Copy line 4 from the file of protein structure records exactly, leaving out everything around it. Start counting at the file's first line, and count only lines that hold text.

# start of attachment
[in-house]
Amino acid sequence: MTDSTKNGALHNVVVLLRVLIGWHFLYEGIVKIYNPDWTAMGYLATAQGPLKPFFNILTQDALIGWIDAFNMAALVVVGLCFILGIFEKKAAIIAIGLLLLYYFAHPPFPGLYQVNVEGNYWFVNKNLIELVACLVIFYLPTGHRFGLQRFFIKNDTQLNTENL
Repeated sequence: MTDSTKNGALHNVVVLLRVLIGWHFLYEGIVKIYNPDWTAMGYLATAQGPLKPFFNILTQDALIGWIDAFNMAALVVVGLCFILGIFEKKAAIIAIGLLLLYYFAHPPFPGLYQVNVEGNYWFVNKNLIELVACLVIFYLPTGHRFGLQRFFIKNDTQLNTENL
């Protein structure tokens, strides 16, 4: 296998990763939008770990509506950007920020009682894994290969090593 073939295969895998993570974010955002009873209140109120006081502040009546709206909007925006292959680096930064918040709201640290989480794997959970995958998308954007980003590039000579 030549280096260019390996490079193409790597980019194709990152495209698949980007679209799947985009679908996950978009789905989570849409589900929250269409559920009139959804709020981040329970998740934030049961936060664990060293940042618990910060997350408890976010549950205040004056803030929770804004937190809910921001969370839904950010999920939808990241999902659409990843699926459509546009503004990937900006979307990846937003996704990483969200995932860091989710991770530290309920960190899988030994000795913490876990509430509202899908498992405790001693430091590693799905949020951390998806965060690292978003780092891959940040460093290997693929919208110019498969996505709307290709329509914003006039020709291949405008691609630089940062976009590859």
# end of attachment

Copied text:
């Protein structure tokens, strides 16, 4: 296998990763939008770990509506950007920020009682894994290969090593 073939295969895998993570974010955002009873209140109120006081502040009546709206909007925006292959680096930064918040709201640290989480794997959970995958998308954007980003590039000579 030549280096260019390996490079193409790597980019194709990152495209698949980007679209799947985009679908996950978009789905989570849409589900929250269409559920009139959804709020981040329970998740934030049961936060664990060293940042618990910060997350408890976010549950205040004056803030929770804004937190809910921001969370839904950010999920939808990241999902659409990843699926459509546009503004990937900006979307990846937003996704990483969200995932860091989710991770530290309920960190899988030994000795913490876990509430509202899908498992405790001693430091590693799905949020951390998806965060690292978003780092891959940040460093290997693929919208110019498969996505709307290709329509914003006039020709291949405008691609630089940062976009590859």